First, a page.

Max glanced down at his cat. Alfred was staring raptly past Max’s shoulder, ears forward, tail waving slowly back and forth. Icy fingers suddenly ran down Max’s spine, making Max shiver in foreboding. He turned to look in the direction of Alfred’s intense scrutiny but saw nothing. He glanced back at Alfred, who had risen to his feet and moved to the other side of the sink. He didn’t appear afraid, more curious than anything else.

Max shivered again as a feeling ran over his skin. Like…he wasn’t alone. How silly! Of course he wasn’t alone. Alfred was with him. There was no one else in the condo. He’d never been spooked by his imagination like this before.

“What do you see, little brat?” Max stroked Alfred’s head, trying to see what he saw. Maybe there was a spider running up the wall.

Alfred glanced up at him, then returned to staring into thin air. “Merrrow.” He waved a paw in the air, reaching for something or…someone.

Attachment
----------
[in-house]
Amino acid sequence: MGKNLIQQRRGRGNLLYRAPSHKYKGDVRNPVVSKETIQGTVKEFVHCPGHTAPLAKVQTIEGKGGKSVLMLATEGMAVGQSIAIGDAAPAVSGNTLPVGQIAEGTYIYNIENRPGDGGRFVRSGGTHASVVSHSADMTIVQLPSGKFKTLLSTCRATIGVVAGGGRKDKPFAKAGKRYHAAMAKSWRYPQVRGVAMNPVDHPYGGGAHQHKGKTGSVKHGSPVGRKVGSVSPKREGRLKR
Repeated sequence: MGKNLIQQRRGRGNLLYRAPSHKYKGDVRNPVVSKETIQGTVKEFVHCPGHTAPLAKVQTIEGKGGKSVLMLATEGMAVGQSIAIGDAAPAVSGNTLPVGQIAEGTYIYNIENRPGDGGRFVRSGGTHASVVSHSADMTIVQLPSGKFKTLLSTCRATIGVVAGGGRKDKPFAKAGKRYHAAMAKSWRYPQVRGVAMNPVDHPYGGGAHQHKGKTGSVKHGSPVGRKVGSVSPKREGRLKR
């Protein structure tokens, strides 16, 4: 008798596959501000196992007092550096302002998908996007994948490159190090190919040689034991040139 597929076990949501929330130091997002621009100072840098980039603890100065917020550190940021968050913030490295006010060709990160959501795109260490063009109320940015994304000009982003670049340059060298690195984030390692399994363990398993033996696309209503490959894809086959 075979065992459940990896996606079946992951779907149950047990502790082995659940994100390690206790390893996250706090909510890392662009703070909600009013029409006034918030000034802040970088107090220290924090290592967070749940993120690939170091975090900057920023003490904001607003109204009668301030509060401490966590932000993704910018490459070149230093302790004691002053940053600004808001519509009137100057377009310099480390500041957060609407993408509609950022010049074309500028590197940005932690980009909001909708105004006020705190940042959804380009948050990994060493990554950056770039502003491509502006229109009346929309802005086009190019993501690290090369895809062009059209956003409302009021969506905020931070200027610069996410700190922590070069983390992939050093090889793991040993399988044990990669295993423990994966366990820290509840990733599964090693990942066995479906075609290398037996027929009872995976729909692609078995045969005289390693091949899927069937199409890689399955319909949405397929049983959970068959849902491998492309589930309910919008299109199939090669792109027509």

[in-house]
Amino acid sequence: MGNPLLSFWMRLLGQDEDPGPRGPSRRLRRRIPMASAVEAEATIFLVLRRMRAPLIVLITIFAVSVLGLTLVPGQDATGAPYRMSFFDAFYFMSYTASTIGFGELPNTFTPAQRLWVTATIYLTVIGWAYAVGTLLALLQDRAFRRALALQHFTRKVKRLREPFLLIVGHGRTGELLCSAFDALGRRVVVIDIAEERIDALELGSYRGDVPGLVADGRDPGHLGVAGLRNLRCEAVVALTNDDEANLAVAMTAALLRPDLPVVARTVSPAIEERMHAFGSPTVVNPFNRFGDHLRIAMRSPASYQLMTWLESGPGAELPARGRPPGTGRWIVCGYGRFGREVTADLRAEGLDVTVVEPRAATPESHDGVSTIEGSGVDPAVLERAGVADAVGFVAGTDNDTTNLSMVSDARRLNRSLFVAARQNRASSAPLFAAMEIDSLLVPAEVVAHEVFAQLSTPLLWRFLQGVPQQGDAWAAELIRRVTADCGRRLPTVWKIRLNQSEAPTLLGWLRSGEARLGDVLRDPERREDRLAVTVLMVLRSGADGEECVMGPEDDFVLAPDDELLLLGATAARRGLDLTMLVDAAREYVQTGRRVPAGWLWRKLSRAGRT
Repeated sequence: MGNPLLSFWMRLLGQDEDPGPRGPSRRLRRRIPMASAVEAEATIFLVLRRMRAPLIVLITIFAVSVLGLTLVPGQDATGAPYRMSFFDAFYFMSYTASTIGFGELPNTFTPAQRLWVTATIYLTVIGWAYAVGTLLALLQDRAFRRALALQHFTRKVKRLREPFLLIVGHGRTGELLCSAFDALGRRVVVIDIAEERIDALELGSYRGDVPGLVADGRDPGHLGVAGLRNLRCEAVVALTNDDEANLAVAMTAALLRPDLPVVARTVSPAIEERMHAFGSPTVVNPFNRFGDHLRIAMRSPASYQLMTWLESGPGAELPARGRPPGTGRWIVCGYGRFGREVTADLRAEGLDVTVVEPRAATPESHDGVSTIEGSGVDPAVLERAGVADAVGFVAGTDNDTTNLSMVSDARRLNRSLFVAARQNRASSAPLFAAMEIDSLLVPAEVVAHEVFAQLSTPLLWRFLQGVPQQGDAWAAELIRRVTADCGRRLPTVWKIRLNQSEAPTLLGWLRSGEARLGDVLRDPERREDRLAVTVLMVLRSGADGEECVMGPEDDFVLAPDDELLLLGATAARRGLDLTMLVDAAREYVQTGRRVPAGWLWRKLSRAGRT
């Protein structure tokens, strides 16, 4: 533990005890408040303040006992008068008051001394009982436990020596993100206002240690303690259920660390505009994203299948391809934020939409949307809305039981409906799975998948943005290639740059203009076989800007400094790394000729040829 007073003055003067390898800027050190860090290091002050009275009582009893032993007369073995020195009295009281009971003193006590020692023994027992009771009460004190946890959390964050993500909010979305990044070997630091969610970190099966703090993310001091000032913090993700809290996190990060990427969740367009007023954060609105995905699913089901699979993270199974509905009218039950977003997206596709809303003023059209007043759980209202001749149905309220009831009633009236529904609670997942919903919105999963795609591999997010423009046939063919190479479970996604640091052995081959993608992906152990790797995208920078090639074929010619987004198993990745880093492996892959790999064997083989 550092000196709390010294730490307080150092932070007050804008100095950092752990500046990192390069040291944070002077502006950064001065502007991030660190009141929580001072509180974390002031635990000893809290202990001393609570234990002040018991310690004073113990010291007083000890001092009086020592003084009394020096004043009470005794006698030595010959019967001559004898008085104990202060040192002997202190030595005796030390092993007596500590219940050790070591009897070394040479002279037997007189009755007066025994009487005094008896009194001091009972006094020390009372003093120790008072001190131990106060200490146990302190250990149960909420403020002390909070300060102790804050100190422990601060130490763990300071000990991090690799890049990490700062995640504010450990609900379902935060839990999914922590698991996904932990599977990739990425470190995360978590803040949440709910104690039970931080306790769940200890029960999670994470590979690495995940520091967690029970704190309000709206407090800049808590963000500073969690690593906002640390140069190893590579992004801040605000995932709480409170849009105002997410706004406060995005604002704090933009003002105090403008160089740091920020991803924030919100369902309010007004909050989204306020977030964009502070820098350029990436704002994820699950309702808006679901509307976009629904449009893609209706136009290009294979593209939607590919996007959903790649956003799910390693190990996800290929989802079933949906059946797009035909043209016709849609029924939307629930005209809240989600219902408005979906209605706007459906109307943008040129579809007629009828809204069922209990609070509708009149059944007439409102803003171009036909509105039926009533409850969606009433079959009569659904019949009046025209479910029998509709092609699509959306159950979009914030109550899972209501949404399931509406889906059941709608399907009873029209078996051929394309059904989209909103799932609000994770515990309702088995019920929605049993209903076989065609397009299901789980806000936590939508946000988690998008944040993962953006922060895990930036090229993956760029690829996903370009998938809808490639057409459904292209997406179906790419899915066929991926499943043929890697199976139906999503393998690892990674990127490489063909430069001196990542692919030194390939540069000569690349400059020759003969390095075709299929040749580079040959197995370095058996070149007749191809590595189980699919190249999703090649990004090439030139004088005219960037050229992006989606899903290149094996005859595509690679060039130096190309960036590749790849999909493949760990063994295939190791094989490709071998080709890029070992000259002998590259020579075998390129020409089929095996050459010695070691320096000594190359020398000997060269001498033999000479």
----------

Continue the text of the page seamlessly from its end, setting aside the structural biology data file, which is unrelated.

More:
“Okay, now I really am being absolutely ridiculous,” Max chastised himself.

Alfred often stared off into space as if he could see something no one else could. Max abruptly decided not to shave and left the bathroom. After all, who would he shave for? Alfred? There hadn’t been anyone in his life for a long time. Not since Everett. And look how well that had turned out.

Max loved to write, but he admitted it was a very isolating thing to do. He lived with the people in his head, but he couldn’t touch them. Alfred helped, but he wasn’t human. He couldn’t give Max the conversation or the contact Max craved. Usually he didn’t mind the isolation, but every once in a while the loneliness would sneak up on him. Mr. Right Hand made a lousy date.